The technology employment outlook is slowly starting to improve, but the uptick in hiring has been modest and hasn't come close to making up for the IT jobs lost during the economic downturn of the past couple of years.
The latest quarterly Robert Half Technology IT Hiring Index and Skills Report projects a moderate increase in hiring during the fourth quarter. Some 1,400 CIOs from U.S. companies with 100 or more employees were surveyed for the report.
The personnel services firm said that data center executives are slowly adding new employees as work starts on projects that had been put on hold, and as IT workloads increase in general. Almost half of the survey respondents said they expect their companies will invest in IT projects in the coming months.
The optimistic note comes after a couple of very bad years for IT workers. For instance, IT vendors have shed 215,000 jobs since January 2009, according to TechAmerica Foundation, an industry group. But in the first six months of this year, technology companies added 30,200 jobs to their payrolls, whereas they shed 143,000 jobs over the same period last year.
John Longwell, vice president of research at Computer Economics Inc., pointed out that vendors are filling not just technology jobs, but also sales, marketing and distribution positions.
"Those sectors that are feeling the early stages of the recovery are hiring, but we expect IT organizations overall to continue to run very lean through the remainder of this year," Longwell said. Such firms "are not laying off workers, but for the most part, they do not have plans to hire."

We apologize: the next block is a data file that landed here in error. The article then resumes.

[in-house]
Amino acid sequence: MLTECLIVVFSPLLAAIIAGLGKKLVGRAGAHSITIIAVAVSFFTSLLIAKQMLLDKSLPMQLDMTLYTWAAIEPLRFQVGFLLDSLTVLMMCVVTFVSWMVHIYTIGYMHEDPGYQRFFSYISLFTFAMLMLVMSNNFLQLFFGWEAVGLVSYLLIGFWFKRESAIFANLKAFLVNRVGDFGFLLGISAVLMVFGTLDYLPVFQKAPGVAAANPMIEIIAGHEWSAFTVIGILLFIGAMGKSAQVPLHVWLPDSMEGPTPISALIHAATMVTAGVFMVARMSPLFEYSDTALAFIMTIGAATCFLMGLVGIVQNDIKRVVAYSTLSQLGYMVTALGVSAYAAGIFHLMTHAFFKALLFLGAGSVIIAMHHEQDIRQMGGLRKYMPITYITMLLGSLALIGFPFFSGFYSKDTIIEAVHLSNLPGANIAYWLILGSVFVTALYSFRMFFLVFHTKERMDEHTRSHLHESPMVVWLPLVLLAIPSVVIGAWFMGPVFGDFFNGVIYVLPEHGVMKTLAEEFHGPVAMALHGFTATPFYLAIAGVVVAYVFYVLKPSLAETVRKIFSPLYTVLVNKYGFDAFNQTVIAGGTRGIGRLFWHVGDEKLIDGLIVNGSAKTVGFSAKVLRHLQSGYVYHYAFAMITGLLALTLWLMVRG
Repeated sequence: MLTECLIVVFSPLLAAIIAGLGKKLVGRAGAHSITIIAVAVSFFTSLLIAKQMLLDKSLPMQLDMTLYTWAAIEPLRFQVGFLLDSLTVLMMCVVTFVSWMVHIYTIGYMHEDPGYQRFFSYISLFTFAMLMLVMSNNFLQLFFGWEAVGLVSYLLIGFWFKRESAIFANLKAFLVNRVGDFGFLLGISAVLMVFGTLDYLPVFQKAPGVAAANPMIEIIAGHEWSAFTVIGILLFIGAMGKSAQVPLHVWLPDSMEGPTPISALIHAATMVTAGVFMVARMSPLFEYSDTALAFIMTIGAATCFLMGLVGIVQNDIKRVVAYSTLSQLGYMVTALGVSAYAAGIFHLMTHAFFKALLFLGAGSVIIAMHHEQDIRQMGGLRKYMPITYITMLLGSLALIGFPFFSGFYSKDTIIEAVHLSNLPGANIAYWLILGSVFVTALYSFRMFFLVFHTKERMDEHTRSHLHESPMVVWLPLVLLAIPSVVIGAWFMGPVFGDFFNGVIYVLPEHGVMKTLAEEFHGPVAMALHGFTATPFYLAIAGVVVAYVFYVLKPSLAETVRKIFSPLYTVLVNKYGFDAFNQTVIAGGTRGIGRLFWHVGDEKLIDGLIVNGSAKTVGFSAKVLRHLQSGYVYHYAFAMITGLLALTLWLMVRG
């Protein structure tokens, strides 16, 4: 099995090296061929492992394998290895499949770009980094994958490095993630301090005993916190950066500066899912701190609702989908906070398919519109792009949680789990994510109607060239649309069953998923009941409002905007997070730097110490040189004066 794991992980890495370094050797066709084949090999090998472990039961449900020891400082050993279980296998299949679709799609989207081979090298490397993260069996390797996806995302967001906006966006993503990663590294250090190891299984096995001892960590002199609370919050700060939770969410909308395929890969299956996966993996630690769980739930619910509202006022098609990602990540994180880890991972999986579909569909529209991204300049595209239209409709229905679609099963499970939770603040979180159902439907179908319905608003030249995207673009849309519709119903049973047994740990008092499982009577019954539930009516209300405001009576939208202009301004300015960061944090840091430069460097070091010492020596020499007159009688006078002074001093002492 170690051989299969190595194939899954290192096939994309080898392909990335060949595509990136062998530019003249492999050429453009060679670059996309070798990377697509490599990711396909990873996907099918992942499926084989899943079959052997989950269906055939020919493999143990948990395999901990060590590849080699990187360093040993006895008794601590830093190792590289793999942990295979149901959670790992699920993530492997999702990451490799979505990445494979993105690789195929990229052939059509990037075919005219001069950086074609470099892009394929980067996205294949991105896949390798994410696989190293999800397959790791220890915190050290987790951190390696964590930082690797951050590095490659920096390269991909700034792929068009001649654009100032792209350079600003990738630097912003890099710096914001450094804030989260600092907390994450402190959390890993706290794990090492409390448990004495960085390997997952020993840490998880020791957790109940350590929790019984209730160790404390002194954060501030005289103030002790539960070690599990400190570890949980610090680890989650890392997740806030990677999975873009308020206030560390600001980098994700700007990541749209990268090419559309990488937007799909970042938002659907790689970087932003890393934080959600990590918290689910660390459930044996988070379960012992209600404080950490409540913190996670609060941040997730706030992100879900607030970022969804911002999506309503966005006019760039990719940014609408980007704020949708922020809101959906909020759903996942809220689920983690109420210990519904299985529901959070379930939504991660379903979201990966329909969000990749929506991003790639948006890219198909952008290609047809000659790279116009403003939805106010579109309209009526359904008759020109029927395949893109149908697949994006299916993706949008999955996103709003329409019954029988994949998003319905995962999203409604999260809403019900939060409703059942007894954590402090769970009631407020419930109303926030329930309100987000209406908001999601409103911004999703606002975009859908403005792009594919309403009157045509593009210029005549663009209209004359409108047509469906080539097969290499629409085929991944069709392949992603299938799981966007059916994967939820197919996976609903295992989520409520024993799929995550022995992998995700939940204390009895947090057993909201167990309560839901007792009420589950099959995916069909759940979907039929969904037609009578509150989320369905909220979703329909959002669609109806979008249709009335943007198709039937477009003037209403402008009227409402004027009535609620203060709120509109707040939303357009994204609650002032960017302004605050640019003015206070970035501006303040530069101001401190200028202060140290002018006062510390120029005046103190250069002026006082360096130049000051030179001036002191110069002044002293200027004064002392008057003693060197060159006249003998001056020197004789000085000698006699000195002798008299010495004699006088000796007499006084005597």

Andrew Bartels, an analyst at Forrester Research Inc., said that slow-growing employment numbers among vendors and user companies reflect the state of the economy. "Companies have been very, very cautious about hiring employees, especially permanent staff," he said.
Users are investing in technology as a way of avoiding hiring, while tech vendors are growing mostly via sales of computer equipment, PCs and servers -- not from the sale of people-intensive services, Bartels added.
The Robert Half survey found that CIOs are mostly seeking experts in network and Windows administration, database management and desktop support.